The Intolerable Acts (the Coercive Acts)

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What impact did the Navigation Acts have on the thirteen American colonies?

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The Navigation Acts were British laws passed to restrict trade to and from Britain. They were protectionist laws, seeking to keep British products exclusively transported in British ships and to restrict monetary losses to foreign powers through trade. This meant that the thirteen colonies were not able to trade with other colonies or colonial powers, often making the prices they had to pay for goods much higher. For instance, sugar and molasses, two goods specifically covered by the Navigation Acts, were much cheaper when purchased from the Dutch East Indies than from the British East Indies.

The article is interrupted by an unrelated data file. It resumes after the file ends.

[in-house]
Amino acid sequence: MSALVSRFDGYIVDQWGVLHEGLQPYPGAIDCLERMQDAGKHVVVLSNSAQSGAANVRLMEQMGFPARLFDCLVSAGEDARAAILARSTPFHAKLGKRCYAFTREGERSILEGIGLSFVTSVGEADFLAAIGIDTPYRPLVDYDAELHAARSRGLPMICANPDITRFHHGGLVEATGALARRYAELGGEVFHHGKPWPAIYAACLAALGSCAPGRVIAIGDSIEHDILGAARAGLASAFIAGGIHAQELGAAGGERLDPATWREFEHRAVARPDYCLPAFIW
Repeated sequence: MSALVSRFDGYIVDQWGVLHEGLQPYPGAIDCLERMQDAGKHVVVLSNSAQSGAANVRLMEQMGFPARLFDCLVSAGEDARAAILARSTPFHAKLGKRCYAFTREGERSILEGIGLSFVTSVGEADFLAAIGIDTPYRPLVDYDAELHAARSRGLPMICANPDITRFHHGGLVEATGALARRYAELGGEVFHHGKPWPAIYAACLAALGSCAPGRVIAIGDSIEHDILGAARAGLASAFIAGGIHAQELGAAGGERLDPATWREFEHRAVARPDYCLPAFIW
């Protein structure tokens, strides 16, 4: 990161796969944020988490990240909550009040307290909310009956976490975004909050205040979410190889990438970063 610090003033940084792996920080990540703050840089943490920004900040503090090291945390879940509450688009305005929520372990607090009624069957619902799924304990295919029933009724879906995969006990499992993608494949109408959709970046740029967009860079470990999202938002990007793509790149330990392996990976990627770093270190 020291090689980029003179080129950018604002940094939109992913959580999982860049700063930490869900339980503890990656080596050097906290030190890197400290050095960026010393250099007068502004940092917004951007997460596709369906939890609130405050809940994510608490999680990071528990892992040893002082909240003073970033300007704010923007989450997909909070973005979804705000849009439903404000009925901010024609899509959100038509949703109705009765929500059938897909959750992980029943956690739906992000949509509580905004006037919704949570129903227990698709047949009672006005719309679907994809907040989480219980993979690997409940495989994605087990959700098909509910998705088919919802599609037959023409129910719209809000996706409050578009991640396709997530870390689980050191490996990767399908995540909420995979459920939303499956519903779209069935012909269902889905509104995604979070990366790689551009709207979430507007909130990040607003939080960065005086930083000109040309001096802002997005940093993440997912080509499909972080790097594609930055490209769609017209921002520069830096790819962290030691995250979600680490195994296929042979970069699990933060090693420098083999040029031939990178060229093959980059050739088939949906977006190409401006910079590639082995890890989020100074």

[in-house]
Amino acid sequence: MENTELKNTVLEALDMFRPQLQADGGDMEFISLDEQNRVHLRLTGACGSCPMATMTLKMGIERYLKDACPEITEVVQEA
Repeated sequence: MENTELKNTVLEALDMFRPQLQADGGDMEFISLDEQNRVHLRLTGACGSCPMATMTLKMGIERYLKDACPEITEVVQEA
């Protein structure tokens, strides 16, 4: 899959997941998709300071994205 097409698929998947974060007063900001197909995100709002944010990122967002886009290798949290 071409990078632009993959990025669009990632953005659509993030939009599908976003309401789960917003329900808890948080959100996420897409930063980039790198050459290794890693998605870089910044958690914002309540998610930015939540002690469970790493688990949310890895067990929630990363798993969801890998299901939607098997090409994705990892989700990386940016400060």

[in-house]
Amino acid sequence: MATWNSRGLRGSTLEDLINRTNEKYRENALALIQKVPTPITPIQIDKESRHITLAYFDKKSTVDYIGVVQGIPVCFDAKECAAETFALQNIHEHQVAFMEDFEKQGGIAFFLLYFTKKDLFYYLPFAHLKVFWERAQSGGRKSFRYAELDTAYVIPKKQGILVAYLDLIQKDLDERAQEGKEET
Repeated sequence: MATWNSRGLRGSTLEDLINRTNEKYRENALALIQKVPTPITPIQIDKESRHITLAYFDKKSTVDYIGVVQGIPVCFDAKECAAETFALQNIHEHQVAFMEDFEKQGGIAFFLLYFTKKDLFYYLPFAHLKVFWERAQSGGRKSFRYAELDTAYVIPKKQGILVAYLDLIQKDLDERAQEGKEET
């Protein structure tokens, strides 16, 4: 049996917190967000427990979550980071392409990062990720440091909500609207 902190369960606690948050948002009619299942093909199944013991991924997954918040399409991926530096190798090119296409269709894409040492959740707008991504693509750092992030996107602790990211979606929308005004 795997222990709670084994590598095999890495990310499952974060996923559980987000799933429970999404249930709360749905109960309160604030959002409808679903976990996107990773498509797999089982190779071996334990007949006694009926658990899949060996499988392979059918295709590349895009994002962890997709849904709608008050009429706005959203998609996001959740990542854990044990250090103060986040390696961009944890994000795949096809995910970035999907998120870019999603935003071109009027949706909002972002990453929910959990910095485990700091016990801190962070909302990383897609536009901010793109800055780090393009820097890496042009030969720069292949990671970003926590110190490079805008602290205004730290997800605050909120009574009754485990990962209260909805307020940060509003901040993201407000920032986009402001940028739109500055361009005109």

The thirteen colonies responded to these acts by smuggling goods from cheaper sources, which enraged Britain, causing it to increase policing of the colonists. The acts and their strict enforcement led to a large amount of political resistance to Britain, which contributed significantly to the beginning of the American Revolution.

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